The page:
In his role as Techné director, Nick thrives on challenges because he knows the best designs come from collaboration and expansion of ideas. His unwavering commitment to his craft sees him push his team to strive for innovative solutions on each and every project. Nick is enthralled with the disruptive nature of technology and how it can be used to enhance a traditional approach to design. Nick is organised and creatively disciplined in his approach. He can often be found free-hand sketching ideas for projects – something technology cannot replace.
Recently Techné appointed a third director, Steve McKeag, who initially joined the studio in 2007 as a senior architect. Steve will work within the practice on a broad range of projects as well as maintaining a strong focus on people and culture.
“We understood Steve’s skills as an architect and more importantly as a leader. Steve has a deep interest and appreciation for the practice as a whole. He utilises his skills and influences to make it a better place for our clients, our unique and creative production and our team members to be in. Steve also has a special interest in the development of our people and culture which is important for any practice, but especially so when a practice is growing, becoming more complex and the ambition is to maintain high design and technical delivery standards within a cohesive and enjoyable workplace.”
The trio’s approach, mentoring and cultivating a growth culture within the business, is something they are particularly passionate about.
“We believe that emerging talent needs to be supported and mentored. Whilst universities have an important role, industry placement during studies as well as effective mentoring within the office in the early years of work is critical to establish a solid base in delivering architectural services in a demanding and highly competitive world.” From the team culture, this ongoing support is something Techné strongly implements within its own practice.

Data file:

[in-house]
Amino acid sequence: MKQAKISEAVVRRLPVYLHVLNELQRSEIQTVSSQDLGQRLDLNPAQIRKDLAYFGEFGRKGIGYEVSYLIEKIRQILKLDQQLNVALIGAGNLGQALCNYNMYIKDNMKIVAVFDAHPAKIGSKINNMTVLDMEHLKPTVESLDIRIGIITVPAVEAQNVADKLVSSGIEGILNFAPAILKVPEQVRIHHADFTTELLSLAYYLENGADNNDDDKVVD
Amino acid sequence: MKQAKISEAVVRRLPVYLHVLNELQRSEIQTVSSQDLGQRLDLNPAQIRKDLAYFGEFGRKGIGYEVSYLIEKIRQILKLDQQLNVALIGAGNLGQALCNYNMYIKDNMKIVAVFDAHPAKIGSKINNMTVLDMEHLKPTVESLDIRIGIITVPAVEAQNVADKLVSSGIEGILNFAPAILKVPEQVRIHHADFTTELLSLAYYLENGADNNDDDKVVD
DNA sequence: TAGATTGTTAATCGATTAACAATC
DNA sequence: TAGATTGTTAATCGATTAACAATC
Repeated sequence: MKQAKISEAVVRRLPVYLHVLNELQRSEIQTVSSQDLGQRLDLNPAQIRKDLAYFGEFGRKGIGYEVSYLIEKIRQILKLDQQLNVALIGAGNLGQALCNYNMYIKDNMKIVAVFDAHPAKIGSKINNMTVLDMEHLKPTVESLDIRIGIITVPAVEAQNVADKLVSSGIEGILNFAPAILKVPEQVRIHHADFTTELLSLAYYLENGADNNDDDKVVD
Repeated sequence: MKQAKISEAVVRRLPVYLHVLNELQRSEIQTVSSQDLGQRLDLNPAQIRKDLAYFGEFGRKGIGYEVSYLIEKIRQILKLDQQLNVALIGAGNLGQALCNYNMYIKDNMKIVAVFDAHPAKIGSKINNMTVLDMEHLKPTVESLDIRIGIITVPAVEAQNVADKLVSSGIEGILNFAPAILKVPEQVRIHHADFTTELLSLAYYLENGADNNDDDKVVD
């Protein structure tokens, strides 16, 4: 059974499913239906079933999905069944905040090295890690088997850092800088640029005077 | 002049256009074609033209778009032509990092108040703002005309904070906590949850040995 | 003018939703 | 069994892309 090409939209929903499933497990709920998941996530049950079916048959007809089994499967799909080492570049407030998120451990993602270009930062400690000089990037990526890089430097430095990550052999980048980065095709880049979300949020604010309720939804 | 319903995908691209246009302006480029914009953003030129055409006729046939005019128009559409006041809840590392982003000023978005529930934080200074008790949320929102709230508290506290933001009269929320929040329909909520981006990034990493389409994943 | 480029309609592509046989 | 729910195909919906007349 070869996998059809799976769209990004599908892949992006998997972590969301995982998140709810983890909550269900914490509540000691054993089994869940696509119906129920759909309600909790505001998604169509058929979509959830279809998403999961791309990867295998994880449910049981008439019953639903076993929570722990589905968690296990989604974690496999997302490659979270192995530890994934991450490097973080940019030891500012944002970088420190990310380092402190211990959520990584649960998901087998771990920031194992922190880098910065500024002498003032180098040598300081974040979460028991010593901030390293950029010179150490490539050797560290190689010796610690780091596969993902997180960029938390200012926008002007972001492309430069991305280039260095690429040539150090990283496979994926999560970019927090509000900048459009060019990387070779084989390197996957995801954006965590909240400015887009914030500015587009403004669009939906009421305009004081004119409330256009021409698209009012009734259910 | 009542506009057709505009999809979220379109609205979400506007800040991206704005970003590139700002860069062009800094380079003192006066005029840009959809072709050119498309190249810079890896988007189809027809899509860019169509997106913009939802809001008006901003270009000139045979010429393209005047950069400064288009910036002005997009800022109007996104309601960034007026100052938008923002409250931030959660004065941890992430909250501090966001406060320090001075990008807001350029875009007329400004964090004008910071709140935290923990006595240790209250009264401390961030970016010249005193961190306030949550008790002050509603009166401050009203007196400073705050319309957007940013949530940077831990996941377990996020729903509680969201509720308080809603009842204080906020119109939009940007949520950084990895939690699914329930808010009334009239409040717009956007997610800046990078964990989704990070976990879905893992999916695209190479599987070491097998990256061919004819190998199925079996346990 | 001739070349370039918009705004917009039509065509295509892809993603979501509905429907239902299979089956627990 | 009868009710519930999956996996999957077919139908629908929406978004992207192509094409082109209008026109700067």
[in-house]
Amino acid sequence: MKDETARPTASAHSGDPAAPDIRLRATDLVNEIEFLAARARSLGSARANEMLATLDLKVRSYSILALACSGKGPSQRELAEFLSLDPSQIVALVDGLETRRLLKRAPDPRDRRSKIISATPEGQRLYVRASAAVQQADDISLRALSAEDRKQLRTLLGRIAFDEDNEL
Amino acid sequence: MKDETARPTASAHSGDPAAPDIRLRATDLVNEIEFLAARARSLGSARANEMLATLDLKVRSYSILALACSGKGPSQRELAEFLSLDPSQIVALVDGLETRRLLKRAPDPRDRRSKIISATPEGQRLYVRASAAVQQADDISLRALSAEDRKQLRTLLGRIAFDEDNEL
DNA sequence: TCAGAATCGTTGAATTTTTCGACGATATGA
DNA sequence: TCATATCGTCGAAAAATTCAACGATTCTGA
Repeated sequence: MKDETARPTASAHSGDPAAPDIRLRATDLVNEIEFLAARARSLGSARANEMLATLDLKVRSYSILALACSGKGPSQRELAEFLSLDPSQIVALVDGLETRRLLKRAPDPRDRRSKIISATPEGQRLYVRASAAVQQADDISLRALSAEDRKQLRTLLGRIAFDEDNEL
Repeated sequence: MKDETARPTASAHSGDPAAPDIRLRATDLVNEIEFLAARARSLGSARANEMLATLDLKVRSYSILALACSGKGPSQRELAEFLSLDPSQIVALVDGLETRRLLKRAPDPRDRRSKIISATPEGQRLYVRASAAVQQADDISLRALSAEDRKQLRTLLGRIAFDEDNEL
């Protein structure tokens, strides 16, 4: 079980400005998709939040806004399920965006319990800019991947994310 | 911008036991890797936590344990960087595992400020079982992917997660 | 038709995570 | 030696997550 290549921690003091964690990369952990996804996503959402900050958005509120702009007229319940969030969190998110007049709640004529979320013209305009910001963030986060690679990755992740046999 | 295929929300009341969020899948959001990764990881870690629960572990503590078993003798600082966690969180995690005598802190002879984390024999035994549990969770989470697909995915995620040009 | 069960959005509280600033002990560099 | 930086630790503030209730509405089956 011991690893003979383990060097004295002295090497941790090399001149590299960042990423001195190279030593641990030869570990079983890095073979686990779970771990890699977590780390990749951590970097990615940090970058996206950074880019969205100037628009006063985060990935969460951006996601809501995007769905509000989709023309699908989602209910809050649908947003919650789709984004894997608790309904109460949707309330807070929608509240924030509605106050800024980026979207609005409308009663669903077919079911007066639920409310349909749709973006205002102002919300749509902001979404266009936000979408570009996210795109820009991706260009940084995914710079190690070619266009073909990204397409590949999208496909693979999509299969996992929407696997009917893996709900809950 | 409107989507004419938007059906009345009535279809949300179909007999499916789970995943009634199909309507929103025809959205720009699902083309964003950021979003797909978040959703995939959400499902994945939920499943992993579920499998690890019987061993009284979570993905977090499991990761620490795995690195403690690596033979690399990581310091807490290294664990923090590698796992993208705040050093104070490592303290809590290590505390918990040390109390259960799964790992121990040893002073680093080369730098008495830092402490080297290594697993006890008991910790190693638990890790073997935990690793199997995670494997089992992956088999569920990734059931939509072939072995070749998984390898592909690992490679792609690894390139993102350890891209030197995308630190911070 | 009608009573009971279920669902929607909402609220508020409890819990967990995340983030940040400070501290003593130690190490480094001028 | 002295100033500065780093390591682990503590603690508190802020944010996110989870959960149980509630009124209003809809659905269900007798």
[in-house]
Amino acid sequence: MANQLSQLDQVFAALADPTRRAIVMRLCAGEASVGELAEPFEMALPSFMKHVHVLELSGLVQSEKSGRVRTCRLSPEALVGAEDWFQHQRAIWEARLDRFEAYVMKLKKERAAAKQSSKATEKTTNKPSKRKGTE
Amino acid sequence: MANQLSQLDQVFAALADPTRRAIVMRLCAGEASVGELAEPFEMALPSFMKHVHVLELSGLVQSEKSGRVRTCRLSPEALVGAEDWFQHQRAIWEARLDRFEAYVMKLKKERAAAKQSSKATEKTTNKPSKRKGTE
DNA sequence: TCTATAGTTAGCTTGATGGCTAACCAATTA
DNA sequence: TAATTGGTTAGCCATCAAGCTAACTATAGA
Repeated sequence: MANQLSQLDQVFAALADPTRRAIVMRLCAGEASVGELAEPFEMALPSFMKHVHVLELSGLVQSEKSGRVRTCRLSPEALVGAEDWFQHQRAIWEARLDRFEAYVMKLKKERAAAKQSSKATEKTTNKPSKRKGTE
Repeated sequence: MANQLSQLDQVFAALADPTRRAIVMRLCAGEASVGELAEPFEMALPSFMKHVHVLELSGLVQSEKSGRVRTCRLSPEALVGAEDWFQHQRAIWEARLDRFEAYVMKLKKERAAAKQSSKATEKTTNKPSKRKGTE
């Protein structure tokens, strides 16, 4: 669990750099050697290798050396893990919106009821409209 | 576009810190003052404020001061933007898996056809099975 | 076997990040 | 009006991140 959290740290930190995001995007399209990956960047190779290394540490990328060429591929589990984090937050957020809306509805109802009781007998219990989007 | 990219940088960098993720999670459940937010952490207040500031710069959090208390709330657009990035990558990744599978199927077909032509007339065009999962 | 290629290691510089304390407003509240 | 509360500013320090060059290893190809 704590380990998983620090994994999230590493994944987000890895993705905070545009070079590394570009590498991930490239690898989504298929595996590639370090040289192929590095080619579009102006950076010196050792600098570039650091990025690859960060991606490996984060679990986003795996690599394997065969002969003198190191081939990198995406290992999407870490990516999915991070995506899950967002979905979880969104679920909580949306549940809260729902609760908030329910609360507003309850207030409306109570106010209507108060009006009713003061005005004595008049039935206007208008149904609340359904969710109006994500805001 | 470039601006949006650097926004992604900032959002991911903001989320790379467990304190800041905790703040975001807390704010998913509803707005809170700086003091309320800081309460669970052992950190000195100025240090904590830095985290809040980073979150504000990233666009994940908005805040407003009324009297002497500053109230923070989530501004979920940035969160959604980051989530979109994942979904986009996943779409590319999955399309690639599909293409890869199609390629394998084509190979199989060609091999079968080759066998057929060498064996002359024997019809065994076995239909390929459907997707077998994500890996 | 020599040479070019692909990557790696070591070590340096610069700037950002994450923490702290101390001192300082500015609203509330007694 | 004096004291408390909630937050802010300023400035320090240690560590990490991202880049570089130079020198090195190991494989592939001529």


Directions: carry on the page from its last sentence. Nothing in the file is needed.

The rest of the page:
Inhabiting a new office space by Carton Gardens sees the Techné team flourishing more than ever: “We have an amazing new work environment which makes coming to work more enjoyable and effective in our endeavours to foster a studio culture of deep collaboration. We now have a dedicated workshop to enable more model making, prototyping and other special projects that engage our team in the act of making things, something we all enjoy, rather than embedding ourselves in drawings and the digital world.”
This hands-on approach begins in initial stages of the design and is carried on throughout the project, utilising the talents of specialised makers and craftsmen to create unique experiences within their spaces.
“There is so much more thought and consideration put into a project by both the designer and maker-builder. Craftsmanship also imbues ideas of bespoke actions on our projects and we appreciate the opportunities to make unique spaces and places for our clients, stakeholders and built environment users.”
“These days crafts aren’t limited to traditional methods of production, these now extend to high level skills coupled with technologies. Seeing these methods used from the creation of an idea to reality is very exciting to us.”
The studio prides itself on a collective approach to design. “Foremost, we place human activities at the centre of our design considerations. We try to explore different ideas with each project so that our work is not defined by a house style or, more importantly, the ego of Techné doesn’t overshadow the client’s ambitions and project needs. We craft uniqueness in each project and leave minimal fingerprints.”
The combination of their skills, vision and commitment to creating sustainable and enduring spaces, ensures we will continue to see great things from Techné Architecture and Interior Design.
“For us there is nothing better than creating a vision and executing a design that lasts the test of time physically and culturally.”